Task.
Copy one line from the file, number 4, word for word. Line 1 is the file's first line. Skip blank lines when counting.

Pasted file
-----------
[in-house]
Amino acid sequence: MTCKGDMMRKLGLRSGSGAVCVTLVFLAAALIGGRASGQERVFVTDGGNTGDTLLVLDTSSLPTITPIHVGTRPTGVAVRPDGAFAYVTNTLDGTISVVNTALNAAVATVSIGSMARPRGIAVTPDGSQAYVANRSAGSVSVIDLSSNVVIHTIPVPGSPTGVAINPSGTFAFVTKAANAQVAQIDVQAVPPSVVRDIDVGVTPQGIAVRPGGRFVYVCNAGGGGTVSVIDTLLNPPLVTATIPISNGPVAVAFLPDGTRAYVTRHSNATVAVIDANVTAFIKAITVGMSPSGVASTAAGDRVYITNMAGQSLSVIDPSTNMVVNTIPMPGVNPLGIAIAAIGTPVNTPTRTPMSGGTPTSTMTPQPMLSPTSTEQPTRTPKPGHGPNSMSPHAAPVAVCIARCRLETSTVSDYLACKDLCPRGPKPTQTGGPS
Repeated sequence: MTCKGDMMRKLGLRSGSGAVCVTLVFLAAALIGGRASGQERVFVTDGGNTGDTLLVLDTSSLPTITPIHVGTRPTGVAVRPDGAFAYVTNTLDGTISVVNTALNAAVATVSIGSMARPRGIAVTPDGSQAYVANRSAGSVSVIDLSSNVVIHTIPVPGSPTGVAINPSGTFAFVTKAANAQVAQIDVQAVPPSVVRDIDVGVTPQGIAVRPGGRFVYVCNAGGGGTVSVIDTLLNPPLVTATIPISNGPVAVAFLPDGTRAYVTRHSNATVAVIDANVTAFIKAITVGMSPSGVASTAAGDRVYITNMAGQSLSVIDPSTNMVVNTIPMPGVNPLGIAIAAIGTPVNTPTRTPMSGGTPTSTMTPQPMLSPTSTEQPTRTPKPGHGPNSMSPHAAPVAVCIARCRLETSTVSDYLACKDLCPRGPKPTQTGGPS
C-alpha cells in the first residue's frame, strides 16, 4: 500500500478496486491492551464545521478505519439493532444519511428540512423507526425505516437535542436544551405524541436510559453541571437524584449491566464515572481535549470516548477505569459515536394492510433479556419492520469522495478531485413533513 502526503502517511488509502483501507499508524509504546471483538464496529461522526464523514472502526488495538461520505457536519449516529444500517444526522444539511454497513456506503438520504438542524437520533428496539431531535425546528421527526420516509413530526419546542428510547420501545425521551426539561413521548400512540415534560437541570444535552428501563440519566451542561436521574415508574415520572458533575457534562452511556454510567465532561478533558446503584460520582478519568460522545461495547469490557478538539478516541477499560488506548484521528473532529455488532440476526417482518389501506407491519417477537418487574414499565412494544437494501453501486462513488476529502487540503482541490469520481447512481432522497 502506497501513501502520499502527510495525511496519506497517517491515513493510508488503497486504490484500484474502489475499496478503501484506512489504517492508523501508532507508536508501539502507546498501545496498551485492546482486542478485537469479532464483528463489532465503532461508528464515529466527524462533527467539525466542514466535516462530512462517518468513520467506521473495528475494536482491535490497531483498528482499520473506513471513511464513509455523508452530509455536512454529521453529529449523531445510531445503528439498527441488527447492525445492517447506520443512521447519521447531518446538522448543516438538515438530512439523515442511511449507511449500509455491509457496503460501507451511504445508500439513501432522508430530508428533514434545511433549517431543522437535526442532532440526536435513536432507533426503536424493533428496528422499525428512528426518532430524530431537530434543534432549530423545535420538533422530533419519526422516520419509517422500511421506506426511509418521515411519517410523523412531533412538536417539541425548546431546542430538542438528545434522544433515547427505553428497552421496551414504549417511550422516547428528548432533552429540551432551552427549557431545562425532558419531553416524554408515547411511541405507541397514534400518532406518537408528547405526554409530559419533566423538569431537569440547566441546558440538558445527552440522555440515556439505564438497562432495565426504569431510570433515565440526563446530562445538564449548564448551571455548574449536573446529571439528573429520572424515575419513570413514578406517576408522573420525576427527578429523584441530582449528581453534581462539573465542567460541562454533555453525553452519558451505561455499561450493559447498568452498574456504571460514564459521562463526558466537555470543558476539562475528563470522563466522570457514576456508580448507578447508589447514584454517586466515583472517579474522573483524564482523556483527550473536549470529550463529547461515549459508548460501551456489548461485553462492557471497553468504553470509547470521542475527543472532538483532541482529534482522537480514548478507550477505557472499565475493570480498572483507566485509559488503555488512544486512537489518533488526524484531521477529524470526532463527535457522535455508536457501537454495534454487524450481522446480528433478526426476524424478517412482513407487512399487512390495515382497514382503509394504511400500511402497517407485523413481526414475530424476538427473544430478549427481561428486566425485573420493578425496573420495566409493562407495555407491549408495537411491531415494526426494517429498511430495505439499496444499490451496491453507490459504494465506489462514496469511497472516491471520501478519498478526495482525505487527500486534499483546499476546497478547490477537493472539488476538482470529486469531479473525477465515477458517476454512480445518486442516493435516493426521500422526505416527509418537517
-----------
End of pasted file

C-alpha cells in the first residue's frame, strides 16, 4: 500500500478496486491492551464545521478505519439493532444519511428540512423507526425505516437535542436544551405524541436510559453541571437524584449491566464515572481535549470516548477505569459515536394492510433479556419492520469522495478531485413533513 502526503502517511488509502483501507499508524509504546471483538464496529461522526464523514472502526488495538461520505457536519449516529444500517444526522444539511454497513456506503438520504438542524437520533428496539431531535425546528421527526420516509413530526419546542428510547420501545425521551426539561413521548400512540415534560437541570444535552428501563440519566451542561436521574415508574415520572458533575457534562452511556454510567465532561478533558446503584460520582478519568460522545461495547469490557478538539478516541477499560488506548484521528473532529455488532440476526417482518389501506407491519417477537418487574414499565412494544437494501453501486462513488476529502487540503482541490469520481447512481432522497 502506497501513501502520499502527510495525511496519506497517517491515513493510508488503497486504490484500484474502489475499496478503501484506512489504517492508523501508532507508536508501539502507546498501545496498551485492546482486542478485537469479532464483528463489532465503532461508528464515529466527524462533527467539525466542514466535516462530512462517518468513520467506521473495528475494536482491535490497531483498528482499520473506513471513511464513509455523508452530509455536512454529521453529529449523531445510531445503528439498527441488527447492525445492517447506520443512521447519521447531518446538522448543516438538515438530512439523515442511511449507511449500509455491509457496503460501507451511504445508500439513501432522508430530508428533514434545511433549517431543522437535526442532532440526536435513536432507533426503536424493533428496528422499525428512528426518532430524530431537530434543534432549530423545535420538533422530533419519526422516520419509517422500511421506506426511509418521515411519517410523523412531533412538536417539541425548546431546542430538542438528545434522544433515547427505553428497552421496551414504549417511550422516547428528548432533552429540551432551552427549557431545562425532558419531553416524554408515547411511541405507541397514534400518532406518537408528547405526554409530559419533566423538569431537569440547566441546558440538558445527552440522555440515556439505564438497562432495565426504569431510570433515565440526563446530562445538564449548564448551571455548574449536573446529571439528573429520572424515575419513570413514578406517576408522573420525576427527578429523584441530582449528581453534581462539573465542567460541562454533555453525553452519558451505561455499561450493559447498568452498574456504571460514564459521562463526558466537555470543558476539562475528563470522563466522570457514576456508580448507578447508589447514584454517586466515583472517579474522573483524564482523556483527550473536549470529550463529547461515549459508548460501551456489548461485553462492557471497553468504553470509547470521542475527543472532538483532541482529534482522537480514548478507550477505557472499565475493570480498572483507566485509559488503555488512544486512537489518533488526524484531521477529524470526532463527535457522535455508536457501537454495534454487524450481522446480528433478526426476524424478517412482513407487512399487512390495515382497514382503509394504511400500511402497517407485523413481526414475530424476538427473544430478549427481561428486566425485573420493578425496573420495566409493562407495555407491549408495537411491531415494526426494517429498511430495505439499496444499490451496491453507490459504494465506489462514496469511497472516491471520501478519498478526495482525505487527500486534499483546499476546497478547490477537493472539488476538482470529486469531479473525477465515477458517476454512480445518486442516493435516493426521500422526505416527509418537517